Wouldn't GPS have the same issue though? I noticed when I switched from a comp that measured my wheel revolutions to a GPS, the GPS had me going half a mile less on a 15 mile run.
 

ColinJ

Puzzle game procrastinator!
Hont said:
Wouldn't GPS have the same issue though? I noticed when I switched from a comp that measured my wheel revolutions to a GPS, the GPS had me going half a mile less on a 15 mile run.
That's about a 3.5% discrepancy - was the 15 miles repeatedly up and down a 25% hill or something! :biggrin:

GPS odometers should be pretty accurate though they obviously only sample your position at intervals so if you were on a very twisty turny route some of your meanderings might get smoothed out thus reducing the distance measured.

You might be able to change the GPS sampling rate. I've just checked my Garmin and its tracklog sampling rate can be set to any one of 5 values (more frequent sampling is more accurate but uses up the tracklog memory more quickly). The sampling can be done at regular distance intervals, regular time intervals or done automatically by the GPS unit whenever it calculates it to be necessary.

I think that is more likely that your cycle computer probably wasn't calibrated accurately. Tyres squash down a little when you sit on your bike thus effectively reducing the diameter of your wheels. That means they turn round more times in a given distance than if you push the bike along without you sitting on it. Ideally, you'd calibrate the computer by measuring the effective diameter of your wheel with your tyres pumped to their normal pressures and you sat on the bike. I bet most people don't do that.

The hilly part of my ride on Sunday was effectively the equivalent of riding about 40 km up a mountain 2,250 m high. Using Pythagoras' Theorem, the distance travelled along the hypotenuse (road) would actually be 40.06 km rather than 40.00 km - only 60 metres difference in 40,000 metres. As I said, for any sane ride in the UK - you can forget about the error.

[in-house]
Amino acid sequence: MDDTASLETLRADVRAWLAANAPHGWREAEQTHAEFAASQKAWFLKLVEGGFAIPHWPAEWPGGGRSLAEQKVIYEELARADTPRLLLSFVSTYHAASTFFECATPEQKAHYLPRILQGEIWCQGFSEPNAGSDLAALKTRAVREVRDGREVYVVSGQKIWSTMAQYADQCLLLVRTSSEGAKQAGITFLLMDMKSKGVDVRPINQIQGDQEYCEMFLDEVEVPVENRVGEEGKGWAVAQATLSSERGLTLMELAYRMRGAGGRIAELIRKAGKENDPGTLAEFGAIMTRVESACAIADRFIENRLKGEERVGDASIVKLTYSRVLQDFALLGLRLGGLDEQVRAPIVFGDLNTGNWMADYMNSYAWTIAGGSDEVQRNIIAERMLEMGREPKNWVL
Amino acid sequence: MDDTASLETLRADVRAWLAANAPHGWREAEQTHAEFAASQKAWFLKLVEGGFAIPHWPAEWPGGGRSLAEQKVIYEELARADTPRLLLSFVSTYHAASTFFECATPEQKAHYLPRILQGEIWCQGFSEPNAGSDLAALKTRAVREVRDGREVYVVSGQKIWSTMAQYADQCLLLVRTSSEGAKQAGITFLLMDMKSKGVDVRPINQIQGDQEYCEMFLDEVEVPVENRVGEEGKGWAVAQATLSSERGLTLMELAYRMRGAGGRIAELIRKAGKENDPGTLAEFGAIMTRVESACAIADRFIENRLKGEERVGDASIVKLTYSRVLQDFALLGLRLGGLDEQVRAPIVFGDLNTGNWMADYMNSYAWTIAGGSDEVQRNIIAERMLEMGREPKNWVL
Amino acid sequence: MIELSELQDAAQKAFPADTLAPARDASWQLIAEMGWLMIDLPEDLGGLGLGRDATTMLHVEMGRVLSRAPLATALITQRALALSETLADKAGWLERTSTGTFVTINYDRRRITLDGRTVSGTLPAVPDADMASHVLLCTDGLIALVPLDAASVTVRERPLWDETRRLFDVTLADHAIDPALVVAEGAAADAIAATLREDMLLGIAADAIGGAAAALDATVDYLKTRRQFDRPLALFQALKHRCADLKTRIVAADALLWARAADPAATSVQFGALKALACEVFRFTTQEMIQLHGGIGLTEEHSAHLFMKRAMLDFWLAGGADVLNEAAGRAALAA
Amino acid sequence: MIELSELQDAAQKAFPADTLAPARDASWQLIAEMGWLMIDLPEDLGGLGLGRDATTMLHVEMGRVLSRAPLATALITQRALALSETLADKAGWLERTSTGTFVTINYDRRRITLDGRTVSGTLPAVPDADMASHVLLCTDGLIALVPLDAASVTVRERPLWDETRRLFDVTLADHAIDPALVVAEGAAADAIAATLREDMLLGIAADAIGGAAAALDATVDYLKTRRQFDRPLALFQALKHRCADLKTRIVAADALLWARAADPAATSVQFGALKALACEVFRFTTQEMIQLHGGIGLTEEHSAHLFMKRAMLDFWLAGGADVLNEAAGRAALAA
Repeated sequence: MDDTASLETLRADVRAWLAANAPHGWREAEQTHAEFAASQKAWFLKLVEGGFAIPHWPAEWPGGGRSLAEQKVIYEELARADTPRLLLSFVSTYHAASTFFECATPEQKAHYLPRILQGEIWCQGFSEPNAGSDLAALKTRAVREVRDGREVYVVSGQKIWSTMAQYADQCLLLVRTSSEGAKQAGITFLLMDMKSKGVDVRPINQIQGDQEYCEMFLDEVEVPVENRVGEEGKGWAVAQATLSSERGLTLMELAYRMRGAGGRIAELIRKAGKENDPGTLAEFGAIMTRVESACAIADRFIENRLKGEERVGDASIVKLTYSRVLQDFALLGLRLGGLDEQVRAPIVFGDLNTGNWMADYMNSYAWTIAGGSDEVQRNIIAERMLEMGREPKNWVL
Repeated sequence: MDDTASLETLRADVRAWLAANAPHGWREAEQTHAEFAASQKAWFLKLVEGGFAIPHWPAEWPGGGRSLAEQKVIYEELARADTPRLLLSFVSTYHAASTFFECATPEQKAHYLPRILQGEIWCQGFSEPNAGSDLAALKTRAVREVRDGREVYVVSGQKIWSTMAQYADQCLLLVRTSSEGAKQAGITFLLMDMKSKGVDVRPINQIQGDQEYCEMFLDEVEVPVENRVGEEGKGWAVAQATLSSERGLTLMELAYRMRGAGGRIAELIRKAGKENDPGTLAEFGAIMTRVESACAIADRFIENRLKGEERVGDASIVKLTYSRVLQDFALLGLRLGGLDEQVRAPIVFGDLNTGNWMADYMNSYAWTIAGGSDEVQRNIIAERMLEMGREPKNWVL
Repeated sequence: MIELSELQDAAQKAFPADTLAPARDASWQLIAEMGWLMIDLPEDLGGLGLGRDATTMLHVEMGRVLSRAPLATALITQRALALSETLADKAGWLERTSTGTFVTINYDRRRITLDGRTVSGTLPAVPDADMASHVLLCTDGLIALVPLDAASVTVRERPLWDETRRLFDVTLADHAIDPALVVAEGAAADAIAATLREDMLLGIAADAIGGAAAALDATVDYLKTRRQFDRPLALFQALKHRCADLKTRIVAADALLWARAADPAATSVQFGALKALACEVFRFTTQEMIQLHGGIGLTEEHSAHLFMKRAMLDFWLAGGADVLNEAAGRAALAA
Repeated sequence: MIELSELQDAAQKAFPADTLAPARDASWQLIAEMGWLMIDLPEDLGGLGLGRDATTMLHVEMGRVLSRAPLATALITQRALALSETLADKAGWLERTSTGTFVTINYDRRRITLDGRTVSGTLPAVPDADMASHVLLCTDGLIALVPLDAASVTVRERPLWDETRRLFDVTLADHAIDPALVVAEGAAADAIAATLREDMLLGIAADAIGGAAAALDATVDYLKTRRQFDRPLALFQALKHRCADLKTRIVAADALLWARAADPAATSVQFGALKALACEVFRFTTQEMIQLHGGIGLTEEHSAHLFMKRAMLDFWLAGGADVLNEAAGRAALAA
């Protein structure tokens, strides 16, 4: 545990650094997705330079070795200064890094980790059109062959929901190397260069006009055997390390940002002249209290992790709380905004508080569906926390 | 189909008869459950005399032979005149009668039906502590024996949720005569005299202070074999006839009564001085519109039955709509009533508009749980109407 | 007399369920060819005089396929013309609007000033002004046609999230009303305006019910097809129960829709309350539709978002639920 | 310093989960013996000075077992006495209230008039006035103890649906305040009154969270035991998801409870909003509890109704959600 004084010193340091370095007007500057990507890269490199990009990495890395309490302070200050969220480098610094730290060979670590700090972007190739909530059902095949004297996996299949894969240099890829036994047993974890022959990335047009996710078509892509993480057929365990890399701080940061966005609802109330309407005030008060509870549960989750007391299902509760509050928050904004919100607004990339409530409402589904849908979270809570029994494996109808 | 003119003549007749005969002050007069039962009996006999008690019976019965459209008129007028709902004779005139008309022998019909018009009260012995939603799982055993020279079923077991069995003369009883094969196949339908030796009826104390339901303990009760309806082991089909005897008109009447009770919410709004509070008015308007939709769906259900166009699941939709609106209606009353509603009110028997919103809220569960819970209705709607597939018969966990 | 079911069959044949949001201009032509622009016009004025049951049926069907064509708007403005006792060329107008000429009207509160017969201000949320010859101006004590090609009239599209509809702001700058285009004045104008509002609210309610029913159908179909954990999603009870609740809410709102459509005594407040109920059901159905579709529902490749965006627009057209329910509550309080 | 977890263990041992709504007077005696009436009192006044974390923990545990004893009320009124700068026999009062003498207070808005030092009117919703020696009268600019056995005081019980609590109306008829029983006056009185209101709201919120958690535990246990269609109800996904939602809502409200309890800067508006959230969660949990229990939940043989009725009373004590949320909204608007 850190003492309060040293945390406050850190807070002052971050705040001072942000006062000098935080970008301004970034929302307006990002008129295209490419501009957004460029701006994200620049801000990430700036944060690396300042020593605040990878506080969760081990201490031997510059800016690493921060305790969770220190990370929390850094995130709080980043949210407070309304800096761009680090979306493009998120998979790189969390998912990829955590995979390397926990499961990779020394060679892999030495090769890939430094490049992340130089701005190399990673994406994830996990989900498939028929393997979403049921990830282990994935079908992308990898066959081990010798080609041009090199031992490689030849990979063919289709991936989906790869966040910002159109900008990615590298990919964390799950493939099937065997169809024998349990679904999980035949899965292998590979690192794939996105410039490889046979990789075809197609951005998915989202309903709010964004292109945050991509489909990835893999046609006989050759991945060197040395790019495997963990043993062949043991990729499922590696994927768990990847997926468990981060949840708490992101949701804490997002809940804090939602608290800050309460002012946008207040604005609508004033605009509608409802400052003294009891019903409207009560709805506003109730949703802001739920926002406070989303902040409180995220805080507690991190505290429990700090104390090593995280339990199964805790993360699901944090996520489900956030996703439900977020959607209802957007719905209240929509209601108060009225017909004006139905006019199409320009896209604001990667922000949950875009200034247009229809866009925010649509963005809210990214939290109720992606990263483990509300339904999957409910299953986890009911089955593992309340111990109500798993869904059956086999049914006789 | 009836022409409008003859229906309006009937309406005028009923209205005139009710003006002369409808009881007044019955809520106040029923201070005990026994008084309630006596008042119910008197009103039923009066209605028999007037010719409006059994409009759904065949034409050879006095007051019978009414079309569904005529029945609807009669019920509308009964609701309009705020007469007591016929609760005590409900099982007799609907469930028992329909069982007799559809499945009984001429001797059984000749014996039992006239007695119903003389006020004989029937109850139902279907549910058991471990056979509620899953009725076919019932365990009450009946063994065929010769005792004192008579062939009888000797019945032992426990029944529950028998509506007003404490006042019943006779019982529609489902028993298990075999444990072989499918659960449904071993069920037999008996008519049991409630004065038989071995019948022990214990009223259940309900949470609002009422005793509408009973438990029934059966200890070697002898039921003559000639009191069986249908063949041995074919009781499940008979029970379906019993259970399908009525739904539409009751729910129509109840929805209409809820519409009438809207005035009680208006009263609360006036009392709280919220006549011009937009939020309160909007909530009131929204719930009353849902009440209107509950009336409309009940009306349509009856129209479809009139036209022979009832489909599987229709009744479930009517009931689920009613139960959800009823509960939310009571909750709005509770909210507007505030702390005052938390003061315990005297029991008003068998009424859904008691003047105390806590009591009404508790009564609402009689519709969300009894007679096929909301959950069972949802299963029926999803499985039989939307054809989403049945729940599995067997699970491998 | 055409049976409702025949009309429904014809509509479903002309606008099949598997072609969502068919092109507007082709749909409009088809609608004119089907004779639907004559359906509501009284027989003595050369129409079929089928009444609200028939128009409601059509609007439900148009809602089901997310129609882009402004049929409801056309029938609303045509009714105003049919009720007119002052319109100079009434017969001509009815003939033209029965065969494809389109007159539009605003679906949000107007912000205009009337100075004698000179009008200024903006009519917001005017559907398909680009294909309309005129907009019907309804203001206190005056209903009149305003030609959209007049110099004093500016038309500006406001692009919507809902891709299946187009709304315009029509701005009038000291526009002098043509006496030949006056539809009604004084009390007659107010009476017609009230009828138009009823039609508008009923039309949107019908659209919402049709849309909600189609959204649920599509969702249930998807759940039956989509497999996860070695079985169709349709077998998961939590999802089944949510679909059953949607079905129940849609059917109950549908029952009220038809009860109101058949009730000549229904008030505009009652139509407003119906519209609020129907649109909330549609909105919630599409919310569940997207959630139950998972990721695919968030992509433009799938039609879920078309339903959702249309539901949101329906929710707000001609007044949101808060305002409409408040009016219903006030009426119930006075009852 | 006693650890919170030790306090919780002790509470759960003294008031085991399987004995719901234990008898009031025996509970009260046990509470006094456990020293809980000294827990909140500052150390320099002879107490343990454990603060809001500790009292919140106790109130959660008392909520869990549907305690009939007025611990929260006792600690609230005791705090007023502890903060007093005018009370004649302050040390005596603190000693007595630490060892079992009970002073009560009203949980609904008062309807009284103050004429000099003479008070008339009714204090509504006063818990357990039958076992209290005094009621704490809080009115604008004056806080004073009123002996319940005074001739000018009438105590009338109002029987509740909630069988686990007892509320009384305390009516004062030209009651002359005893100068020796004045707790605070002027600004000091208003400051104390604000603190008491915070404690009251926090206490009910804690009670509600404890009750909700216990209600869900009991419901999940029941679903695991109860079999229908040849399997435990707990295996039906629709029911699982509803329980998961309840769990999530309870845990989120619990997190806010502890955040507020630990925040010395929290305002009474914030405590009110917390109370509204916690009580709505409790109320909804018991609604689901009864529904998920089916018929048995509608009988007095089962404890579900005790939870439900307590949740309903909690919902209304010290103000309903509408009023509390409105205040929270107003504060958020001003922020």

If you could find a very steep hill long enough, then things would be different. 40km along a road at a nominal 25% gradient would produce an error of more than 1.2 km compared to the value read off a map.
 
OP
OP
Norry1

Norry1

Guru
Location
Warwick
I've been too lazy to do the calculations to be honest.

Yes, GPS would in theory have the same issue - but I haven't worked out if the likely error is worth worrying about. The mapping software could do the calculations - hence why I asked the question, but I doubt if they do.

Martin
 

hillrep

Veteran
Short answer: Completely agree with ColinJ - It makes no difference!

Longer answer: Completely agree with ColinJ - If you are constantly going up and down 1 in 5 hills the horizontal distance will be ~2% less than the travelled distance. For constant 1 in 10 hills the difference is 0.5% so for any real route the difference will be negligible.

Unless you have taken great care calibrating your bicycle computer it will have a much greater error. Even a change in tyre pressure can change the calibration of the computer by a few %
 

Chrisc

Über Member
Location
Huddersfield
ColinJ said:
Ideally, you'd calibrate the computer by measuring the effective diameter of your wheel with your tyres pumped to their normal pressures and you sat on the bike. I bet most people don't do that.


I did...roll out measurment.